Changes designed to fix no-fly list false flags come into force

Major changes to help prevent Canadian children from being falsely flagged on the no-fly list are officially coming into effect, giving families new options to avoid airport delays and the stress of potentially being denied boarding.

For years, a group of Canadians with young children whose names match those on the no-fly list have pushed the federal government for a solution to revamp passenger screening.

The government rolled out a test system earlier this year that gave those families the option of applying for a unique, designated Canadian Travel Number. It’s also taking over the responsibility for cross-checking passenger lists with the no-fly list from the airlines.

The ability to file online applications for those new travel numbers is set to open in the next two weeks.

The regulations bringing those changes into force take effect as of Wednesday, a move the government says will reduce discrimination and better protect the privacy of Canadian travellers.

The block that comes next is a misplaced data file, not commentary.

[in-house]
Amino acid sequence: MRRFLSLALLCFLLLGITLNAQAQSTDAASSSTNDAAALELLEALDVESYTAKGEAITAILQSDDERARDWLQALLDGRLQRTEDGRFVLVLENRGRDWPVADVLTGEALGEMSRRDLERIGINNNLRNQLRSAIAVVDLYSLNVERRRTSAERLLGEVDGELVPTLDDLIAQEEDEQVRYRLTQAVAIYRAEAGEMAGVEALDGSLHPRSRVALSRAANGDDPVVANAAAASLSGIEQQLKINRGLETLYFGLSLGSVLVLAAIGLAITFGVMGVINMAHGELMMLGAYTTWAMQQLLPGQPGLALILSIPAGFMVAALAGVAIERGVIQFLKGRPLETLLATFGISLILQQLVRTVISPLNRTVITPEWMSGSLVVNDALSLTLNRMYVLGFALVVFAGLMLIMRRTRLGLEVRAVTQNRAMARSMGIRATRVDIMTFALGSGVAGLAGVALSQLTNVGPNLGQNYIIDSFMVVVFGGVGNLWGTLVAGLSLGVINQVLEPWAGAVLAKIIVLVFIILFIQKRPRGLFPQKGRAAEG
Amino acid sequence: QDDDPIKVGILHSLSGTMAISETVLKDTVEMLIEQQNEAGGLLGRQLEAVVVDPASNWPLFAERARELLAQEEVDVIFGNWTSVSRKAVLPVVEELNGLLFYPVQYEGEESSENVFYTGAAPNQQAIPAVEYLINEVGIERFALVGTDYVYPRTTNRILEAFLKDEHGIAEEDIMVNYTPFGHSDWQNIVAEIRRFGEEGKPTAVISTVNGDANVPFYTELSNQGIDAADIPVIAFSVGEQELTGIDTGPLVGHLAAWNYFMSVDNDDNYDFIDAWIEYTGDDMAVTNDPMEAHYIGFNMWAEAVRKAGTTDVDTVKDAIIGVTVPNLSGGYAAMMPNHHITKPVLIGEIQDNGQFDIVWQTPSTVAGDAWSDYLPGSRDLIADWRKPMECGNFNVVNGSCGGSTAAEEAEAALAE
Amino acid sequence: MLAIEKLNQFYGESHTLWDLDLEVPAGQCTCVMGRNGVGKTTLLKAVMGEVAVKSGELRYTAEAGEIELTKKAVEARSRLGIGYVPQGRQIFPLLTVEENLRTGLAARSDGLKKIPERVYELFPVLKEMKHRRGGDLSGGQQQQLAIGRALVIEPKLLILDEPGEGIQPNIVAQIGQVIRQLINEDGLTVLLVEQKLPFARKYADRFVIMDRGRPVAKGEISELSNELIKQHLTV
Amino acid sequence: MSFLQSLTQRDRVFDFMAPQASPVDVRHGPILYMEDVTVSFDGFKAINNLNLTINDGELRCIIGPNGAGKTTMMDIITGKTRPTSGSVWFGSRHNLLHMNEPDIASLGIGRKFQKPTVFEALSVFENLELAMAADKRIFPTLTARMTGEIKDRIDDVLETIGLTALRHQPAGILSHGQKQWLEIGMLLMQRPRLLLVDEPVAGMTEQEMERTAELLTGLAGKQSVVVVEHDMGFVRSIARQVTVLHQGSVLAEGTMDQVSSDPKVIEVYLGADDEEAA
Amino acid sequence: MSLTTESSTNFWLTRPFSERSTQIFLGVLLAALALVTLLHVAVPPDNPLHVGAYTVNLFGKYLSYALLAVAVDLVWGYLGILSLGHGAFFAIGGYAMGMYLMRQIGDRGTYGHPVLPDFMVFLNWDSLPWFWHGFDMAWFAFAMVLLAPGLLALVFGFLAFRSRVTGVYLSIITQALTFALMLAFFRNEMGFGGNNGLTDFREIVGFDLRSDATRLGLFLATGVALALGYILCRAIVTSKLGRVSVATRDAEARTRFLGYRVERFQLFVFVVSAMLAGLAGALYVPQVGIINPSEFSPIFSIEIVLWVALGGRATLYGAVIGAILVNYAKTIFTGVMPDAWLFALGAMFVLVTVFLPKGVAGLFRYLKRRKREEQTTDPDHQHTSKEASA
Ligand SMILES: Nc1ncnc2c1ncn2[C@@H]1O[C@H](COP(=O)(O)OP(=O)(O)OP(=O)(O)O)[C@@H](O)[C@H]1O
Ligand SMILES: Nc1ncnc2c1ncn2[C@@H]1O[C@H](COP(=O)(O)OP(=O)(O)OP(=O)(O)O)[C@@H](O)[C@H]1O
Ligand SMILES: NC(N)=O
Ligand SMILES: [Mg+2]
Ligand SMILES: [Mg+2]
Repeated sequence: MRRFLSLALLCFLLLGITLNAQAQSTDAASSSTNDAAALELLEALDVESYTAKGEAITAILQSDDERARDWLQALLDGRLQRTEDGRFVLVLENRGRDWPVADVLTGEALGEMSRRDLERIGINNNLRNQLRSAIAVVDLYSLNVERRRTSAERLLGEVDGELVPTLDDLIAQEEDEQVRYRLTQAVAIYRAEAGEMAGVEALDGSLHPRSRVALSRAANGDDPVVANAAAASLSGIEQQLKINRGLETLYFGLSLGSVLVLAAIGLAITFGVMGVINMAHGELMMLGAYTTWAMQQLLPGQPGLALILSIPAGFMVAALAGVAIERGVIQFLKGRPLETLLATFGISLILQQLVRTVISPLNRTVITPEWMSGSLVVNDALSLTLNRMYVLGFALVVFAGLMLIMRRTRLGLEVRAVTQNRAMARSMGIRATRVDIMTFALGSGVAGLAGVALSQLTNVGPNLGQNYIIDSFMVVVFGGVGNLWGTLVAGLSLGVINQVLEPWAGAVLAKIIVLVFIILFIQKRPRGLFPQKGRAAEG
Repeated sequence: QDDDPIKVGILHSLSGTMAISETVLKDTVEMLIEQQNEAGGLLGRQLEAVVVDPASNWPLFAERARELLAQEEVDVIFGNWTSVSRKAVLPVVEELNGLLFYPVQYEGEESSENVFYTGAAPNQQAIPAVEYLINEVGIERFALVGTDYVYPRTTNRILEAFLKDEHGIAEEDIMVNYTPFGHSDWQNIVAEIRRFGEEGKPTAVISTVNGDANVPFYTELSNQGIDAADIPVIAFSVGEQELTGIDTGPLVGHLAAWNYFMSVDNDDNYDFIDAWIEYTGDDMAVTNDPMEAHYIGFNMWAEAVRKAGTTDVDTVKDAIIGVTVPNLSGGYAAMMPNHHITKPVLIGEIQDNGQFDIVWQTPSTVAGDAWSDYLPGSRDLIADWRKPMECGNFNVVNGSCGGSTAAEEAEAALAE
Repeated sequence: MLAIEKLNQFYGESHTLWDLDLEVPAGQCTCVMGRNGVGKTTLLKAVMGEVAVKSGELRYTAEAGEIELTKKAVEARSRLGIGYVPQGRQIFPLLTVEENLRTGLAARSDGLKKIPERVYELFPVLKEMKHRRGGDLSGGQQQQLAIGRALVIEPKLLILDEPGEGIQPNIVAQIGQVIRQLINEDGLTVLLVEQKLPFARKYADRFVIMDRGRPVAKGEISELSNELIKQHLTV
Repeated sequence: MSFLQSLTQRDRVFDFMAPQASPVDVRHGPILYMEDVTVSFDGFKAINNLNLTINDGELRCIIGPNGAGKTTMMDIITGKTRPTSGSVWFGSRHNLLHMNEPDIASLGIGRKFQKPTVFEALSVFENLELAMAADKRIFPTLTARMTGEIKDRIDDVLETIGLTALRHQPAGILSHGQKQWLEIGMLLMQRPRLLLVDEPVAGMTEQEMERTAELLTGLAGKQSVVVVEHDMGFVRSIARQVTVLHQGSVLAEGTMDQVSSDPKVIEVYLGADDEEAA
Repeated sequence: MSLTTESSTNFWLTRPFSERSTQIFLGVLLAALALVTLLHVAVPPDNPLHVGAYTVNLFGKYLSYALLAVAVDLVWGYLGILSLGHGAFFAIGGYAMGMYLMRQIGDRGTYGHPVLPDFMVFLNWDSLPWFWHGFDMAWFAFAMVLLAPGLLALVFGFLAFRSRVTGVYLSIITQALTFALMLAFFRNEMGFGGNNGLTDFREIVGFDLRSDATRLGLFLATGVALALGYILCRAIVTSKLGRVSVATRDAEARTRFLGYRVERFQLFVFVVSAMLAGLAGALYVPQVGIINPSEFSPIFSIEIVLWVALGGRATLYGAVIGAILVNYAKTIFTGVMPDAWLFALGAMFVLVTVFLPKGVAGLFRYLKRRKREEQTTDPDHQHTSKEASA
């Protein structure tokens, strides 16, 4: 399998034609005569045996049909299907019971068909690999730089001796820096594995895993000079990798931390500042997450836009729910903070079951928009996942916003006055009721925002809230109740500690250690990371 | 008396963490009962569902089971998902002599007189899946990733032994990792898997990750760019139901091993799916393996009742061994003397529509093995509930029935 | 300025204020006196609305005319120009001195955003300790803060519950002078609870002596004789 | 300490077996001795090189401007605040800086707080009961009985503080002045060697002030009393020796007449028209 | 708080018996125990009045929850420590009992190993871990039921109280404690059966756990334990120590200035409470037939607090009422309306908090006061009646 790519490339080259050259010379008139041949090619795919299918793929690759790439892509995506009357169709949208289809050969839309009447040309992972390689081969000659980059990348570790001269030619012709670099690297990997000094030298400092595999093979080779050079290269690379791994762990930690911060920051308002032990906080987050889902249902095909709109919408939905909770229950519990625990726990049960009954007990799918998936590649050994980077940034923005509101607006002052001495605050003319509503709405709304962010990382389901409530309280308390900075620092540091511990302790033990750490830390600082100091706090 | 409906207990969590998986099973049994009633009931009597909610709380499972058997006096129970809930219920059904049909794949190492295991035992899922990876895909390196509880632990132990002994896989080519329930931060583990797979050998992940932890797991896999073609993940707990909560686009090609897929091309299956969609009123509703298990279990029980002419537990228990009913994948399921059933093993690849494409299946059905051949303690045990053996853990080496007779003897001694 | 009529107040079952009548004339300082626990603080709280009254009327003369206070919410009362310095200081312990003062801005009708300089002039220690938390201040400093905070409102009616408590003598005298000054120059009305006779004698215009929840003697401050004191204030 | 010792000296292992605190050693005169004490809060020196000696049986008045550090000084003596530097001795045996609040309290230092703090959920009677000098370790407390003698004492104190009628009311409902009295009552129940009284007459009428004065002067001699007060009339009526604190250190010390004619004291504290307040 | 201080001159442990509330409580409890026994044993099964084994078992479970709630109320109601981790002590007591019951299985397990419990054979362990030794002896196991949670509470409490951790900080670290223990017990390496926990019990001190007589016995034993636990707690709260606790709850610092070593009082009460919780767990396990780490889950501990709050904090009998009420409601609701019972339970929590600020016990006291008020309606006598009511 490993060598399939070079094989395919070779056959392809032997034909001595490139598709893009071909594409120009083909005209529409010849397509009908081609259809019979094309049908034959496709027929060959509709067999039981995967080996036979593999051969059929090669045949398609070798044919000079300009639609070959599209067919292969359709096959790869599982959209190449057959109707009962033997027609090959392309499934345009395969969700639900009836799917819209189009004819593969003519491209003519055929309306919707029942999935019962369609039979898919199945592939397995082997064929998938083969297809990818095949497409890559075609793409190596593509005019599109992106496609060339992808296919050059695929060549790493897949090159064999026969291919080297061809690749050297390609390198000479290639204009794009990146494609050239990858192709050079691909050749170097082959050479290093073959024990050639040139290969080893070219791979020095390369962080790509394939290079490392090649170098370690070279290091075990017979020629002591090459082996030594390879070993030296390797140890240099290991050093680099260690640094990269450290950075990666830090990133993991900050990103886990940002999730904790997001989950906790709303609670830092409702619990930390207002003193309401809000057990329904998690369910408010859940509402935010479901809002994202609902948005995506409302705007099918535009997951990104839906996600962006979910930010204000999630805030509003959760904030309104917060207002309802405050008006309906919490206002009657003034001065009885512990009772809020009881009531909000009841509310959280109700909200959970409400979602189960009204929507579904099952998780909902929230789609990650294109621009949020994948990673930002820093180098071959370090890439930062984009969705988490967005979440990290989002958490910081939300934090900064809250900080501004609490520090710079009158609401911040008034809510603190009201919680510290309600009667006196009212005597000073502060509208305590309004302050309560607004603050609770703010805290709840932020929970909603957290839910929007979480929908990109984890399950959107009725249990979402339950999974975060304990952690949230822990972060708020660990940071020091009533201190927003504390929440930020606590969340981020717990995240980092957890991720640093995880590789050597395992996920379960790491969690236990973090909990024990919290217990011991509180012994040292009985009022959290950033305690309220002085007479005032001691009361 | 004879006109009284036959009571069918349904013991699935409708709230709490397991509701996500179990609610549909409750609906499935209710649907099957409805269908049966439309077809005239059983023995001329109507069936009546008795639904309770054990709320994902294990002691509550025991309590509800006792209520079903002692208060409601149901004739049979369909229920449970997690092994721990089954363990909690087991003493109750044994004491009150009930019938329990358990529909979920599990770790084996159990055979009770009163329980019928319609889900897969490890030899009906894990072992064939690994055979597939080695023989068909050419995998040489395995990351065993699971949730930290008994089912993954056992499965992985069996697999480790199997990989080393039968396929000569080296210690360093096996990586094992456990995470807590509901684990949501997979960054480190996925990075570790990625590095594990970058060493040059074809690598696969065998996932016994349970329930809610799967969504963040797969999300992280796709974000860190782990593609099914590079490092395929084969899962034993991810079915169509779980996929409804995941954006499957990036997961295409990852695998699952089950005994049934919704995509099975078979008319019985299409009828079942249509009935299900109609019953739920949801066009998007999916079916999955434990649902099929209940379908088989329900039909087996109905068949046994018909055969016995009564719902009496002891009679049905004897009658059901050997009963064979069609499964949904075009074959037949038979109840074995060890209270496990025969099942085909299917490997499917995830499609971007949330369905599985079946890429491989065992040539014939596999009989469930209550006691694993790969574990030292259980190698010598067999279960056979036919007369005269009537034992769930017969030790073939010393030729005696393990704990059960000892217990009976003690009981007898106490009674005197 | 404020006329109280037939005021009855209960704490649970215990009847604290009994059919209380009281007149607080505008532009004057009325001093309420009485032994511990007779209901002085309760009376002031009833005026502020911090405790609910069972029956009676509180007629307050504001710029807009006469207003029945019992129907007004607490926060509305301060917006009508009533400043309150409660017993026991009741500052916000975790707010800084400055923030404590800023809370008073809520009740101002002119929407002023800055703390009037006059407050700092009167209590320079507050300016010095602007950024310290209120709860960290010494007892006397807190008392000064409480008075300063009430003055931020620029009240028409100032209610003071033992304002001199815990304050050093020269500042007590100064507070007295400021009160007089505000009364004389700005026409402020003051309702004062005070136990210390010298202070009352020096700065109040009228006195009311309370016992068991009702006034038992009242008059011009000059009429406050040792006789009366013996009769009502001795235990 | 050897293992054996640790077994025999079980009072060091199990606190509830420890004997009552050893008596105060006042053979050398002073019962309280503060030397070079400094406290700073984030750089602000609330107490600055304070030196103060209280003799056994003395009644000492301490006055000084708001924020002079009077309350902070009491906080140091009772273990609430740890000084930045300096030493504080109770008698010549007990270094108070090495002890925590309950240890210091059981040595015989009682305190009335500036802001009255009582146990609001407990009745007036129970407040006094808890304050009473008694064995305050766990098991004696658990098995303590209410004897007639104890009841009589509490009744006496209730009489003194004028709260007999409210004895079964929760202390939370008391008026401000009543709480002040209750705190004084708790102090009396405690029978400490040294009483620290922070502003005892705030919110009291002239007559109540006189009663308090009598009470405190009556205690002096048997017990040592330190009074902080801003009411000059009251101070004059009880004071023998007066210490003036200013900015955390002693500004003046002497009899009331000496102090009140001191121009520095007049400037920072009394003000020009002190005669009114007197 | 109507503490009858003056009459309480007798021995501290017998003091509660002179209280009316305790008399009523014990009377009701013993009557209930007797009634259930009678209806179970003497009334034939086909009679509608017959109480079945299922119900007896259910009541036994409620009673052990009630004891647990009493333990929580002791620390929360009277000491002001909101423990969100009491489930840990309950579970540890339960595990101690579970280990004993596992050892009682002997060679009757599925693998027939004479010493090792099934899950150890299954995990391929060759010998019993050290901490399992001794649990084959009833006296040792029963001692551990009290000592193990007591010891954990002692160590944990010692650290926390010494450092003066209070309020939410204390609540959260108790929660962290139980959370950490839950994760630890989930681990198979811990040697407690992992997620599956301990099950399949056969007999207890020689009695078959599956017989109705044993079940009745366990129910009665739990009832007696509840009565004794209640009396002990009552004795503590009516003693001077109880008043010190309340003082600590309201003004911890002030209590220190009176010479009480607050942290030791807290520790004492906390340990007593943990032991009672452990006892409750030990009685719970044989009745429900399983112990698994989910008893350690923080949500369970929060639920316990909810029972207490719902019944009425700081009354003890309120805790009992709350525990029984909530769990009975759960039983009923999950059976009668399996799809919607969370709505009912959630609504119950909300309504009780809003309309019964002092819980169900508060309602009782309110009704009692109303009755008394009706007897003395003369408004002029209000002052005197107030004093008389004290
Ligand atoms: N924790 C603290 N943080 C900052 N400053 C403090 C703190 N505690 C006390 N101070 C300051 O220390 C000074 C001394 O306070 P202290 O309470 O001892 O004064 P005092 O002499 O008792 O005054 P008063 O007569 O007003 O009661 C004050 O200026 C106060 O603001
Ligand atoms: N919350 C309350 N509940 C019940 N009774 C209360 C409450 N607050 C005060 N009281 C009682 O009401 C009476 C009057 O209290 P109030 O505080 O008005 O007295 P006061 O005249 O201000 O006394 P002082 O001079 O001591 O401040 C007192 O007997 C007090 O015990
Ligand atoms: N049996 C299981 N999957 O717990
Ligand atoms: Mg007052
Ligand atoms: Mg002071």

“We assured concerned parents we would work to ensure this never happened again,” said Prime Minister Justin Trudeau in question period on Wednesday.

“We can all agree that 10-year-olds should not have to worry about being publicly singled out while trying to watch their favourite hockey team in action.”

The group No Fly List Kids has been advocating for the changes for several years now, sharing their personal stories of children being falsely flagged by airlines after their names matched those of another individual on the Canadian no-fly list.

Among those is group founder Khadija Cajee, who has shared how her 10-year-old son Adam has been repeatedly flagged as having a name that either matches or closely matches someone on the list.

Because of that, the family routinely faces additional security screening that can cause hours of delays.

Cajee and others who have been advocating for change celebrated the move on Wednesday.

The federal government allocated $80 million in Budget 2018 to fix the problem, which then-public safety minister Ralph Goodale explained at the time would require building a new computer system from the ground up, and much of that funding didn’t kick in until this last fiscal year.

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